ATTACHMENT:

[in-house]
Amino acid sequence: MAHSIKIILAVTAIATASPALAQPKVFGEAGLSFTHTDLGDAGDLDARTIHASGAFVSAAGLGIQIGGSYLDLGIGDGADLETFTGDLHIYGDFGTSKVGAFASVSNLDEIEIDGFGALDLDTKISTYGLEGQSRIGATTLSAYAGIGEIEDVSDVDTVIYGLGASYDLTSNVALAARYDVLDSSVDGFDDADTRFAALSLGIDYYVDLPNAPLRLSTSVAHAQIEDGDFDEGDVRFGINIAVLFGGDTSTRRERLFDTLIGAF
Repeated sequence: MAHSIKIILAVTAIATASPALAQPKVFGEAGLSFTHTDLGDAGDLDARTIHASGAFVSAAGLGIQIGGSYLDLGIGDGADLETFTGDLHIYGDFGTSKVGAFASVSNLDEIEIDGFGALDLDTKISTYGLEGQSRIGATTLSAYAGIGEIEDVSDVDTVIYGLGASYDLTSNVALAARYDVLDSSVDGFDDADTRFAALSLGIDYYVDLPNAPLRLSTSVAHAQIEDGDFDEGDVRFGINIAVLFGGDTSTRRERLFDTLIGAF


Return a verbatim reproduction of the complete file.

[in-house]
Amino acid sequence: MAHSIKIILAVTAIATASPALAQPKVFGEAGLSFTHTDLGDAGDLDARTIHASGAFVSAAGLGIQIGGSYLDLGIGDGADLETFTGDLHIYGDFGTSKVGAFASVSNLDEIEIDGFGALDLDTKISTYGLEGQSRIGATTLSAYAGIGEIEDVSDVDTVIYGLGASYDLTSNVALAARYDVLDSSVDGFDDADTRFAALSLGIDYYVDLPNAPLRLSTSVAHAQIEDGDFDEGDVRFGINIAVLFGGDTSTRRERLFDTLIGAF
Repeated sequence: MAHSIKIILAVTAIATASPALAQPKVFGEAGLSFTHTDLGDAGDLDARTIHASGAFVSAAGLGIQIGGSYLDLGIGDGADLETFTGDLHIYGDFGTSKVGAFASVSNLDEIEIDGFGALDLDTKISTYGLEGQSRIGATTLSAYAGIGEIEDVSDVDTVIYGLGASYDLTSNVALAARYDVLDSSVDGFDDADTRFAALSLGIDYYVDLPNAPLRLSTSVAHAQIEDGDFDEGDVRFGINIAVLFGGDTSTRRERLFDTLIGAF